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The Inn Crowd: Hotels from Somewhere to "Satori"
Posted November 05, 2010 to photo album "The Inn Crowd: Hotels from Somewhere to "Satori""
In setting Somewhere at L.A.’s famed Chateau Marmont, Sofia Coppola tapped into that hotel’s mythic past. We look at other hotels whose histories define them.
Slide 21: Hoshi Ryokan is Built
Mt. Hakusan, one of Japan’s three holy peaks, and Yakushi Nyorai, the healing Buddha.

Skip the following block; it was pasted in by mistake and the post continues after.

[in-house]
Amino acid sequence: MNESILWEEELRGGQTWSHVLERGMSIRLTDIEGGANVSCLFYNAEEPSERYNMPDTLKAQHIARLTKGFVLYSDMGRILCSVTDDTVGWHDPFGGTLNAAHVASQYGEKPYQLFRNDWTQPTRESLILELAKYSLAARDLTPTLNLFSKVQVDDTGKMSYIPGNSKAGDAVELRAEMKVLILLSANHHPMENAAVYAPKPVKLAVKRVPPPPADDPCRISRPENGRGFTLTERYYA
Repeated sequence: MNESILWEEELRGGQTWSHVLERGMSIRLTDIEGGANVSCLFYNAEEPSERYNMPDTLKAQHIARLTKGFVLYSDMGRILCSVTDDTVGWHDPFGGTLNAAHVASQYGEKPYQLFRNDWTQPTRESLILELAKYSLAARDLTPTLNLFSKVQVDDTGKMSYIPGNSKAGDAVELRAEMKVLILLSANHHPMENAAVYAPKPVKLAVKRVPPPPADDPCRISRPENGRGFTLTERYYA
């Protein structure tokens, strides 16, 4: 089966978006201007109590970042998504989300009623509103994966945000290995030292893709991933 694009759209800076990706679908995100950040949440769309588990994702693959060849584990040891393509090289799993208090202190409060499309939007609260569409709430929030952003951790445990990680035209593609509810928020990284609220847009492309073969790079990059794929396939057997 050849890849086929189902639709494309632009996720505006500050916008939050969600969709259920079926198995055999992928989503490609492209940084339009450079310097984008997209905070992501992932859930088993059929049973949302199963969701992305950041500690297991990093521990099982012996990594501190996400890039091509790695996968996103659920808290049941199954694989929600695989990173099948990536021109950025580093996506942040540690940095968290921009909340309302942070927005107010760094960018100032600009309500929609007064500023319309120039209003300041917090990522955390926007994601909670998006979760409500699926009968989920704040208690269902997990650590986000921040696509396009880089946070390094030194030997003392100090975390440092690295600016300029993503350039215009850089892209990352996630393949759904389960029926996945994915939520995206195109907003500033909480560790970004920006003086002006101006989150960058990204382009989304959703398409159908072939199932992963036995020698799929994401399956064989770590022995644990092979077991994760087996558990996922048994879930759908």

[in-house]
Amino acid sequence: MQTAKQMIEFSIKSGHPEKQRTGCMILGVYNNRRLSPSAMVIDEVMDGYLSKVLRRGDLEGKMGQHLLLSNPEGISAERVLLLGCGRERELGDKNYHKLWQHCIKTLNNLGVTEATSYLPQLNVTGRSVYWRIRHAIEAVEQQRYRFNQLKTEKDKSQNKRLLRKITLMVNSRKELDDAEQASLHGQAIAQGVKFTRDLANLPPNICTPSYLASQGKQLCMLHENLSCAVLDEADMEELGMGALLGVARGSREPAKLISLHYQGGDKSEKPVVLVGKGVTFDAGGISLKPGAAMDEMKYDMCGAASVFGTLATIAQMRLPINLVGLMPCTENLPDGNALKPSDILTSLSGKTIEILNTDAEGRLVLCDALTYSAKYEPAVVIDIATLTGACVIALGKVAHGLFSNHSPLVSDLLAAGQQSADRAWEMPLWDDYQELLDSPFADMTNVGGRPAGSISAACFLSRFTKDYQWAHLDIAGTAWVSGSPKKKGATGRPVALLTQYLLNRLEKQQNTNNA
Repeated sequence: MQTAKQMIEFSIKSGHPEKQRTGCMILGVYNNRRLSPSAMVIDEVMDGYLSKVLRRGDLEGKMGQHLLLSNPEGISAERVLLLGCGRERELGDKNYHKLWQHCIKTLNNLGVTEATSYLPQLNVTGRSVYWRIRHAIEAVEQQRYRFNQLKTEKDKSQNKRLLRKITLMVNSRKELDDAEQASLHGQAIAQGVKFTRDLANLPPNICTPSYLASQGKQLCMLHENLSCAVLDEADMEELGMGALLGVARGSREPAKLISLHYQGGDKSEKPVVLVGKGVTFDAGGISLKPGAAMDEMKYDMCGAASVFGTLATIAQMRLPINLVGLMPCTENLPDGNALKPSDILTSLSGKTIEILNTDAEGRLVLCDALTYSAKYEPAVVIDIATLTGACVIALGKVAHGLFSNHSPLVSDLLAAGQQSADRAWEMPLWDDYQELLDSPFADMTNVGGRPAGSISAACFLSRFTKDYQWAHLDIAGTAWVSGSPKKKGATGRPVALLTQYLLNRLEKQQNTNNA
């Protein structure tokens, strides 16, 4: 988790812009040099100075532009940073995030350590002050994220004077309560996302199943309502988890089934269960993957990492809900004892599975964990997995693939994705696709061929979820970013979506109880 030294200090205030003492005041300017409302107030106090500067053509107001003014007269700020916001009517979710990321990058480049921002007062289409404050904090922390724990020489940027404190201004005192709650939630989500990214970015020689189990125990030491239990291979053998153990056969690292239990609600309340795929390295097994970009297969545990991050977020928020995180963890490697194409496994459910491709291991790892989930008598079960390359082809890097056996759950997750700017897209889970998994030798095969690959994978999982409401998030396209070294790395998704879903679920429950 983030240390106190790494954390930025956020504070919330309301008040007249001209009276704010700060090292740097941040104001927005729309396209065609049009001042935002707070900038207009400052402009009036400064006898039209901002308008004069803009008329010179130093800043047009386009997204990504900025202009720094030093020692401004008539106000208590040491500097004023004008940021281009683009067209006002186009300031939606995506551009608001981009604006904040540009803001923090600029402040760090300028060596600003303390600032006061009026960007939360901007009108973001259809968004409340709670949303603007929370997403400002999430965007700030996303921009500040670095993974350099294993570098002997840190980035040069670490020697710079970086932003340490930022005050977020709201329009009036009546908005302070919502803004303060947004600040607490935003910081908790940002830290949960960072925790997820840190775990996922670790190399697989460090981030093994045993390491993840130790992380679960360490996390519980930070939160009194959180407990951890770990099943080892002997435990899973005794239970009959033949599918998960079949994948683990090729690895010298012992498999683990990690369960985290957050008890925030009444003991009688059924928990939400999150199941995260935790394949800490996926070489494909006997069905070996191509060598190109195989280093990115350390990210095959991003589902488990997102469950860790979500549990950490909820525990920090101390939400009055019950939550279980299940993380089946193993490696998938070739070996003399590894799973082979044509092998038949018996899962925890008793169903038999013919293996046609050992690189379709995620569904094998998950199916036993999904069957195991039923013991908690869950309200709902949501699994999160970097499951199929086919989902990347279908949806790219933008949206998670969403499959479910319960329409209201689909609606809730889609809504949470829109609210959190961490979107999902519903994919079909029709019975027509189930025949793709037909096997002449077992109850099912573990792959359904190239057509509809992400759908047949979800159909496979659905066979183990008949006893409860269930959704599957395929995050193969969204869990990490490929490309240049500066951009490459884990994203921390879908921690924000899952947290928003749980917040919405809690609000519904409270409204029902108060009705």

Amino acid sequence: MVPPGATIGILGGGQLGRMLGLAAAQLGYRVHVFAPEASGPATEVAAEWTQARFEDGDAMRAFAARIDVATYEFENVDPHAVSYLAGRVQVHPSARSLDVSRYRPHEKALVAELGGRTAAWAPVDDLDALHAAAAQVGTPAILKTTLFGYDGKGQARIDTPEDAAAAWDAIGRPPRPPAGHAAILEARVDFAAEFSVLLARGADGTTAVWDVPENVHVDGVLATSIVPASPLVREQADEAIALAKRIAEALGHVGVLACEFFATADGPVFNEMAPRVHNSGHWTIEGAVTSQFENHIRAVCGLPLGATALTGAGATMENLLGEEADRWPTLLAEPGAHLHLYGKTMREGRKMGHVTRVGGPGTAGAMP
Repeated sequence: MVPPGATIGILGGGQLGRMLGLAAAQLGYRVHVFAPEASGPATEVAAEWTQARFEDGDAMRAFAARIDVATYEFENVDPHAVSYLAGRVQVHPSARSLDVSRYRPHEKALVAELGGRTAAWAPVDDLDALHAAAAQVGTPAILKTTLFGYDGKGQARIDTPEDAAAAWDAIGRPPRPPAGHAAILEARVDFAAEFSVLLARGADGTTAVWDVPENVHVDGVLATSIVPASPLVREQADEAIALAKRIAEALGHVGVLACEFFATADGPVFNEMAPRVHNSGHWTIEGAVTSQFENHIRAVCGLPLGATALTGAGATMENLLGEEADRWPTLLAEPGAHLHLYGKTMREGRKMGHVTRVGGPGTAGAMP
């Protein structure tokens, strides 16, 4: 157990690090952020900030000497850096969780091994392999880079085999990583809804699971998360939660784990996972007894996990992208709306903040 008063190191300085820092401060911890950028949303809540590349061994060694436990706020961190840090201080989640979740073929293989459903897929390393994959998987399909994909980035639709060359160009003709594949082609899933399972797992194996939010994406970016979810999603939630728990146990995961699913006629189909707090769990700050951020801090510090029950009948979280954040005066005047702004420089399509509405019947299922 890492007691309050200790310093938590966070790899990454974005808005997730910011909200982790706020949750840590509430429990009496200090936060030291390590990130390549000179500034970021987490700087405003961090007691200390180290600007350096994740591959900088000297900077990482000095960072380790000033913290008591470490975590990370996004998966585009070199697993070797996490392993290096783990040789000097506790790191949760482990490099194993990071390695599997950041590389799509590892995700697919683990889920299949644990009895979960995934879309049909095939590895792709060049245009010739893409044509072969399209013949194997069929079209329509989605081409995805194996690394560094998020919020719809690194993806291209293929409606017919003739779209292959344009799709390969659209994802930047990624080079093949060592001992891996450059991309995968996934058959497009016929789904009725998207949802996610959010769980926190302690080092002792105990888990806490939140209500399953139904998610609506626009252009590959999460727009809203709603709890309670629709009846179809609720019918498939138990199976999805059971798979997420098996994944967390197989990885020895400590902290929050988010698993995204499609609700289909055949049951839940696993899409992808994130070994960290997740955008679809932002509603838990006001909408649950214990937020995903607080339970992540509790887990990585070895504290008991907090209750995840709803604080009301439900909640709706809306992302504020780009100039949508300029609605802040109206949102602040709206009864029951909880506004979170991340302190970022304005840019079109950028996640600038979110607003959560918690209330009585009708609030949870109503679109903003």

The Hoshi Ryokan, considered to be the world’s oldest inn, has many stories, most of which are lost to time—and the legendary Japanese circumspection. According to legend, in 717, a logger named Gengoro Sasakiri guided the Buddhist priest Taicho Daishi high up on snow caped Mount Hakusan (2702 meters) for a spiritual retreat. During his first night there, after a day of meditation, the god of Mount Hakusan told Taicho Daishi: “Lying [20-24 kilometers] from the base of the mountain is a village called Awazu. There, you’ll find an underground hot spring with wondrous restorative powers that Yakushi Nyorai [the healing Buddha] has bestowed upon it. The people of the village, however, do not know of this good fortune. Descend the mountain and head to Awazu. With the people of the village unearth the hot spring-it will serve them forever.” So Taicho went to the village, uncovered the springs, and when the sick bathed in them, they were immediately cured. Taicho ordered Garyo Hoshi, his disciple, to build and run a spa at the site. His family have run a ryokan in the village of Awazu ever since.